Question about Refrigerators
This is normal it is an indicator that the pipes are okay and the coldness being generated in the compressor is being suppied into the fridge adequately. The frost usually appears on the pipes which flows from the compressor into the freezer.
Hope this solution has been helpful?
Posted on Sep 30, 2010
The most likely cause is the defrost thermostat is not working. This should trigger the auto defrost circuit to start and keep the ice away.
see the diagram to give you idea of what is what.
Do you see any water in the defrost tray at the base of the frig?
If not then defrost is not happening.
My suggestion would be to empty the freezer and turn it off until the ice melts away. use towels to avoid flooding. Then apply a thin film of vaseline (not grease) to the freezer door gasket. Put everything back in and start it. Observe the ice formation for a few days. If you don't hear the defrost fan sound ( when the fridge is in the quiet cycle) and the ice forms again, I would suspect the defrost thermostat.
Hope this helps.
Posted on Sep 30, 2010
Here is what could be causing this problem:
Evaporator coils Poor cooling is often the result of a heavy frost build-up on the evaporator coils. You can't see these coils without removing a panel on the inside of your freezer. A sure sign that there is a build-up is the presence of any frost or ice build-up on the inside walls, floor, or ceiling of the freezer. Such a frost build-up usually indicates a problem in the self-defrosting system or damaged door gaskets. The refrigerator is supposed to self-defrost approximately four times in every 24 hour period. If one of the components in the self-defrosting system fails, the refrigerator continues to try to cool. Eventually, though, so much frost builds up on the evaporator coils that the circulating fan can't draw air over the coils. There may still be a small amount of cooling because the coils are icy, but with no air flow over the coils, cooling in the refrigerator compartment is quite limited. Here's an inexpensive, though inconvenient, way to determine if the problem is with the self-defrosting system. Remove all of the perishable food from the refrigerator and freezer, turn the thermostat in the refrigerator to Off, and leave the doors open for 24 to 48 hours. (Be sure to have several towels ready in case the melting frost and ice causes the drip pan to overflow). This allows the refrigerator to defrost "manually." When the frost and ice build-up has completely melted away, turn the thermostat back to a normal setting. If the refrigerator then cools properly, it indicates a problem with one of three components in the self-defrosting system: The defrost timer The defrost thermostat (also called the bi-metal switch) The defrost heater If it still does not cool properly, there may be a problem with the refrigerant level or the compressor. You may need to consult with a qualified appliance repair technician to further diagnose the problem Go to this site, and pick your model number (off of unit)- and you will get some diagrams and parts lists for your model: http://www.appliancepartspros.com/partsearch/modelsearch.aspx?model=TFG 28PF A friend of mine told me a trick that can keep the evaporator coils from icing up. He said it's simply wrapping a piece of 14 or 16 guage wire to connect the two evaporator coils. He says this will work, so it might be worth a try. Good luck, and hope this helps!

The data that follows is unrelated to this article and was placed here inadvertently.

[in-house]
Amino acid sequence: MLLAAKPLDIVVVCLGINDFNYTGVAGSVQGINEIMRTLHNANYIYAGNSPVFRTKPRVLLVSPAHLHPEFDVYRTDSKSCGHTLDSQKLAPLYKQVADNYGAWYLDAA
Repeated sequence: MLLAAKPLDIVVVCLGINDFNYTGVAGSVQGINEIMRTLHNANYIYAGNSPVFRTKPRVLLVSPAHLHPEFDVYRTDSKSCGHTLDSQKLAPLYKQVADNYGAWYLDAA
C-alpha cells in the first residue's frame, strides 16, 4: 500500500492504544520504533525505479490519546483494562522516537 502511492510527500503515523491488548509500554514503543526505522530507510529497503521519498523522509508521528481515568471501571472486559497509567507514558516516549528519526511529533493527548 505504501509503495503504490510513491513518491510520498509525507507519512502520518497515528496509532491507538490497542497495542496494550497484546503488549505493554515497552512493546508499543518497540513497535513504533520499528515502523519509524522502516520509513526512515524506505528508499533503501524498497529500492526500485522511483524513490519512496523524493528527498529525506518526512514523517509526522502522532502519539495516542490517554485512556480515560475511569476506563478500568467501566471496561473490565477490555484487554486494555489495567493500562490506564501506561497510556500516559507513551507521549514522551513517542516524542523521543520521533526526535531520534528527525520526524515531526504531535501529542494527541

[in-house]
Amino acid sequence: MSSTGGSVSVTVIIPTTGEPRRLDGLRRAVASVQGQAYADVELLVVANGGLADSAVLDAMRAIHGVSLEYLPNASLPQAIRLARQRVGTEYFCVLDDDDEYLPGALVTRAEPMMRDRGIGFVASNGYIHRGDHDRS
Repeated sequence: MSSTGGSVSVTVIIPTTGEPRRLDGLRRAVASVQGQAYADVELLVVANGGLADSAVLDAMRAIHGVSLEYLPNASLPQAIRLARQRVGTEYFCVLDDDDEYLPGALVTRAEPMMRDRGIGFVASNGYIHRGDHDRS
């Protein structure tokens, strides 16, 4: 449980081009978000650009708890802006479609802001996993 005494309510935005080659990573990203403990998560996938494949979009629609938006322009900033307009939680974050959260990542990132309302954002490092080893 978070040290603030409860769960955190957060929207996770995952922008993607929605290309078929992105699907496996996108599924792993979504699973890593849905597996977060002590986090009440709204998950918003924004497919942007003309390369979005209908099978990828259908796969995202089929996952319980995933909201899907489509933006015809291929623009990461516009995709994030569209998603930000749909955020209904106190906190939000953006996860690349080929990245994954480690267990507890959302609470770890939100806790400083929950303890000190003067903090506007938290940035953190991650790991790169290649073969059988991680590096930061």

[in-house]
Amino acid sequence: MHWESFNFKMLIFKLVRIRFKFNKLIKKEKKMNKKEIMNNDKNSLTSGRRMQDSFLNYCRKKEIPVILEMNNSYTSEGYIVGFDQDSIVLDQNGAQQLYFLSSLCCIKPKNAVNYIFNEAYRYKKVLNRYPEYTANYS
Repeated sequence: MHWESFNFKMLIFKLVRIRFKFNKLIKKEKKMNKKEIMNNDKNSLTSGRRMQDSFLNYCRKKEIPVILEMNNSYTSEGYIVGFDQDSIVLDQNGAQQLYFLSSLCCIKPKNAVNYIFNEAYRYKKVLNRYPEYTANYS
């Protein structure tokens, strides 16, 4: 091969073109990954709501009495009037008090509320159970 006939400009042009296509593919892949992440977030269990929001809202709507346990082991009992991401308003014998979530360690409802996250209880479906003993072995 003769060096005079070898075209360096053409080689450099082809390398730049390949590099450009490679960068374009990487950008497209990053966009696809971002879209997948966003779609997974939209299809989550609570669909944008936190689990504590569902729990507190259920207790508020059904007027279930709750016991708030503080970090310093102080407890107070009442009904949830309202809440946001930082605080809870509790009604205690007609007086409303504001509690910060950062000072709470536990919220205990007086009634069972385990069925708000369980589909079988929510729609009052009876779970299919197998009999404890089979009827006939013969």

Posted on Sep 29, 2010
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Posted on Jan 02, 2017
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